Every time someone questions me about diversity or representation for women, I always emphasize upon one point – “It’s one thing to be given a seat at the table and another to feel that you belong there”.
Prior to LBS, my career was divided between sports and consulting. As a kid, when I had little understanding of the words “gender bias” and “stereotype”, I would seldom be questioned why I chose to pursue a male dominated sport like rifle shooting.
With time the creativity of these questions grew, and the location shifted from the firing point to sitting in a client meeting with a room full of men. It was a journey of understanding why these gender-specific questions were directed my way to becoming completely immune to them and being comfortable in my own skin for whatever career or life decisions I made.
But when I was applying to business school, for some reason I had immense clarity that wherever I choose to spend the next two (transformational) years of my life, I wanted to make sure that I am surrounded with other likeminded women whom I can bond with while on this amazing journey.
So when I was zeroing down on my top school choices, I had to obviously look at all the options with a gender lens and evaluate how invested each school was in supporting its women succeed – a critical non-negotiable KPI (Key Performance Indicator) the consultant in me had set.
Now that you are reading this blog on the LBS website, you very well know what decision I made. But taking a step back and reflecting on the entire process, one of my first inspirations of applying to LBS came after watching the trailblazer series hosted by the Women in Business Club in which they interviewed Indra Nooyi.
A little research and multiple coffee chats later with current MBA candidates, I knew the school ticked most of the KPI’s I had set in stone and I finally hit the (much dreaded) “Submit Application” button during the second round of applications.
Very ironically a few months later when I was leaving for LBS, one of my friends gave me Indra Nooyi’s book as a farewell gift which I only started reading on my flight to London. I remembered being inspired by her remarkable career journey and looking up the LBS website to now finally gearing up to land in London in the next 9 hours.
After an inspirational start to my business school journey, when I was still setting things up in London, I happened to look up on LinkedIn a few other women who would be joining the program and if there is one word that could accurately describe how I felt – it would be INTIMIDATED.
But the first day at school totally changed this perspective. It was a humbling experience seeing the same women I was in absolute awe of for their crazy achievements, speak about their hobbies outside of work and travel bucket lists over the next 2 years over other career related MBA stuff. It kind of burst the “cut-throat competition” bubble at the very beginning.
As time flew by, I could see the profound impact all these interactions had on me. Confidence is INFECTIOUS and when you’re constantly surrounded by women who do not shy away from being their authentic and independent selves, it brushes off on you in magical ways! I realized business school was less about competing and more about inspiring each other in meaningful ways.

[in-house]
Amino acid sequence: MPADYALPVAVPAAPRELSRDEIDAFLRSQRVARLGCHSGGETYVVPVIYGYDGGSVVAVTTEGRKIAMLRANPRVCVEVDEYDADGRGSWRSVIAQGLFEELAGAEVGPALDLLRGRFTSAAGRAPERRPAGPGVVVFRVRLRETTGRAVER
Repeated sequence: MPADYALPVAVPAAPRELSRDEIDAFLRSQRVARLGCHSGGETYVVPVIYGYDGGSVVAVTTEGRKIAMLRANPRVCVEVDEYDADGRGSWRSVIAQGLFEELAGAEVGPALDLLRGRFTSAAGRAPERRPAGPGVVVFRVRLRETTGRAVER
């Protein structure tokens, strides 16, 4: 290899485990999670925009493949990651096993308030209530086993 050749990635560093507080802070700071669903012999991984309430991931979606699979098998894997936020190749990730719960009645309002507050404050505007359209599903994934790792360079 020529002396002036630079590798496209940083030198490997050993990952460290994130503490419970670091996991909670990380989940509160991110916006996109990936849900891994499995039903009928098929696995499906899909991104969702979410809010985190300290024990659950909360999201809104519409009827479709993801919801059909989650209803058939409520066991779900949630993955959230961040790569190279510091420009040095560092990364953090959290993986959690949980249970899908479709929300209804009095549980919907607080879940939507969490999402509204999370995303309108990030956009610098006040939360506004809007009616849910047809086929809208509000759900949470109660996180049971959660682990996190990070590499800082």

My best takeaway would be – “Never underestimate how game changing a simple coffee chat with another woman colleague can be!”. Sometimes you find in someone you randomly meet – a friend, a cheerleader, an interview prep partner, a travel buddy or sometimes all of them in one person! On some of my toughest days, I found my confidence in a few classmates who reassuringly always reminded me – “I got your back girl”.
LBS also has a very strong culture of empowering women through its different initiatives. This is evident not only from the class statistics, but also through the visibility and exposure you get from different opportunities available on campus. The Women in Business club and the Women’s Touch Rugby Club are solid examples of this and are true to the saying that “Strong Women Lift Each Other Up”.
In the past few months, I have got the chance to meet innumerable women leaders through networking and guest speaker sessions which are hosted by different clubs all year (trust me, your MBA calendar can never accommodate them all), which has instilled my belief in why having more women role models you can look up to is so important.
I am lucky to be the recipient of 2 scholarships – the Laidlaw Women Leadership Fund and the Forte Foundation scholarship, both exclusively available only for women candidates. The second month into the MBA, I was already leading the Laidlaw Women in Business Society consisting of scholars from US and UK business schools and holding a position in the executive committee of 4 clubs on campus, working together with some of my male peers who are strong allies.
It’s just been 6 months into the MBA, but I can already see how the LBS ecosystem has acted as a catalyst in my personal and professional growth and pushed me to be a better version of myself each day! One of the most important lessons I have learnt is – don’t hesitate to ask for help. Just because you can fight the battle alone, doesn’t mean you have to. Reaching out for help does not make you look weak.
At this stage of my career and life, I am glad I took the decision to go back to school to give myself a chance to explore the different career opportunities – something which is still considered a privilege for a lot of women even today. I think it’s safe to say now that I have a seat at the table, and I also feel I belong here. Beyond this – The world’s my oyster!
For further information about Women at LBS, please follow this link.
By Priyal Keni, MBA2024